deceived; it is only where virtual existence holds close parallels to
actual life that the possibility and accusations of deception enter
the equation.  The ethics of this kind of 'deception' are subject to
debate amongst MUD players.  Opinion is sharply divided.  Some players
feel that cross-gendering, particularly in the case of male players
controlling female characters, is a despicable and even perverted

     Well, I think it *is* sick for guys to play
     female characters.  Most only do it to fool some
     poor guy into thinking he's found the lady of his
     dreams, and then turn around and say "Ha! Ha! I'm
     really male!" Real mature.  I think if you get
     off on pretending to be female you should go and
     dress up and go to some club in San Fran where
     they like perverts--just don't go around deceiving
     people on muds.[11]

There are three issues which those who oppose cross-gendering are
concerned about.  Firstly, they feel that it is 'cheating' for a
male player to take advantage of the favouritism and chivalry that is
commonly showered upon female-presenting players in order to get
special privileges in the game.  Secondly, many feel that such
impersonations are, by virtue of being 'lies', unethical.  Lastly,
many players obviously feel very uncomfortable and at a disadvantage
in interacting with others whose gender is unclear, and feel even more
discomforted on discovering that they have been interacting under
false assumptions.

For some, this is where cyberspace ceases to be a comfortable place.
We are so used to being provided with information about each other's
sex that the lack of it can leave many players feeling set adrift.
Gender roles are so ingrained in our culture that for many people they
are a necessity, and acting without reference to them seems
impossible.  Many people are simply unable to negotiate social
encounters without needing to fix, at least in assumption, the genders
of their interlocutors.  It is indeed a truly disorienting experience
the first time one finds oneself being treated as a member of the
opposite sex.  My own forays into the realm of virtual masculinity
were at first frightening experiences.  Much as some of us may deplore
what we see as the negative sides of our culture's sexual politics,
we are brought up to align ourselves with gender-specific social
navigation mechanisms.  Once deprived of the social tools which I, as
female, was used to deploying and relying on, I felt rudderless,
unable to negotiate the most simple of social interactions.  I did not
know how to speak, whether to women or to 'other' men, and I was
thrown off balance by the ways in which other people spoke to me.  It
took much practice to learn to navigate these unfamiliar channels, an
experience that gave me a greater understanding of the mechanics of
sexual politics than any other I have ever had.

For some players it is precisely this chance to swim unfamiliar seas
that attracts them to cross-gendered playing.  If it had not been for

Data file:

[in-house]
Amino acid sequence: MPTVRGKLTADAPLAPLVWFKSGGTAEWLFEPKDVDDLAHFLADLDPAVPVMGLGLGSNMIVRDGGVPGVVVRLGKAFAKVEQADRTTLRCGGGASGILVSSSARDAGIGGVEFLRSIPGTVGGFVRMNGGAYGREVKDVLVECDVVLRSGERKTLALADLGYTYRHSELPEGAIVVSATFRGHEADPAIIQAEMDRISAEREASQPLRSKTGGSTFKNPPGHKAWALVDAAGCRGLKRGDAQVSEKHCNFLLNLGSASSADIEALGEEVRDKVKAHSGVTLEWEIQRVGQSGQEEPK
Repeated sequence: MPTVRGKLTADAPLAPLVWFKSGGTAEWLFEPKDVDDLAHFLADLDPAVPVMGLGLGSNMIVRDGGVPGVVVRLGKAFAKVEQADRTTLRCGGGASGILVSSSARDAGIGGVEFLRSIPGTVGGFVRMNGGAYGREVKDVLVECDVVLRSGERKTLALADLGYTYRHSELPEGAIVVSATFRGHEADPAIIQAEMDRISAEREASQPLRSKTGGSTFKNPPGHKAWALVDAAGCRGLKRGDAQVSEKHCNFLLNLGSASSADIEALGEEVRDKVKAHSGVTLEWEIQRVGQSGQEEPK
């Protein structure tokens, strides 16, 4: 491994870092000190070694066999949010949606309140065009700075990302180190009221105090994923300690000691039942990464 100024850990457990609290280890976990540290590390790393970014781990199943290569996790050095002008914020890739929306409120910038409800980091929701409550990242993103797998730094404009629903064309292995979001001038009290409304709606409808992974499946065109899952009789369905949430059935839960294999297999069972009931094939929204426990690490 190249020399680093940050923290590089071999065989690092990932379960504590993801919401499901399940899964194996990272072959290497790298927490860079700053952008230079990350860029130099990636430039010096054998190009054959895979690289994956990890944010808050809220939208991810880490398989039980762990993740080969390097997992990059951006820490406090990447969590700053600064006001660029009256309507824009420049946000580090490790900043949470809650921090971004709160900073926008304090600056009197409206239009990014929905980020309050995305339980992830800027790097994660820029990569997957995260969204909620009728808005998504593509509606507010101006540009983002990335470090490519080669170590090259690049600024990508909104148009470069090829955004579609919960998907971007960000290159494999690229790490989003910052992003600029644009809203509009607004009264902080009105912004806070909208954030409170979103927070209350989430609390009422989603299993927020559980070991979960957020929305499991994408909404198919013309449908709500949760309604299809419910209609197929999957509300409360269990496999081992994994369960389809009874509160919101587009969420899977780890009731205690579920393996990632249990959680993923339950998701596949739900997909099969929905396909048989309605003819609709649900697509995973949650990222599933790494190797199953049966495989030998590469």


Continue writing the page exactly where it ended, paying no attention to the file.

my intellectual interest I would probably not have persevered with my
attempts as male self-presentation since it was often stressful and
bewildering.  Others, perhaps more adventurous and less self-conscious
than I, claim this as the most rewarding aspect of virtual existence.
The chance to see how the other half lives is enjoyed by many as
liberating and enlightening, as is the opportunity to take a holiday
from the confines of one's actual gender.  The demands of
masculinity, or femininity, can be daunting to those not brought up to
them, and even those who are can appreciate the chance to side-step

     Melina says, "What I really liked about having a
     female character was that I didn't have to do all
     the masculine bullshit--all the penis-waving."
     Melina giggles.  "Penis-waving... I love that
     Melina says, "I could just chat with people! It
     was great! No having to compete, no *pressures*,
     no feeling like I'd be made fun of for talking
     about my feelings."[12]

The ability to adopt and adapt to the erosion of gender requires a
great deal of cultural and psychological flexibility.  At its best it
might help those who can play this game to understand the problems
experienced by actual members of the opposite sex.  Men who have
experienced first hand the kinds of sexual harassment that for women
has often been, as Gloria Steinem described it on a televised
interview, "just part of life", may be less likely to perpetuate
the social structures that enable such harassment.  At the same time,
such virtual fluidity acts to erode the places from which many of us
speak.  What, for instance, will it mean for feminist politics that in
cyberspace men can not only claim to speak for women, but can speak
_as_ women, with no one able to tell the difference? The subversion of
gender is not always a happy or enlightening experience.  The
problematising of identity, and of the speaking positions which are so
crucial to our politics aside, many cross-gendered players experience
the opposite of liberation--they are caught in a backlash against it:

     There are also those who think it is an
     abomination to be playing a character of a
     different gender...  and if it becomes known that
     a female character is actually being played by a
     guy, some of these guys will hunt down and kill
     the female character repeatedly for the "crime"
     of being a genderbender.[13]

The tools utilised by MUD players to enforce and maintain social
structures and social coherence can be used to support any number of
different ethical and moral systems.  If methods of enforcing such
systems can be called into effect in an effort to shore up the virtual
holes in players' perceptions of traditional gender roles, they can
also be used to enforce a different kind of 'political correctness':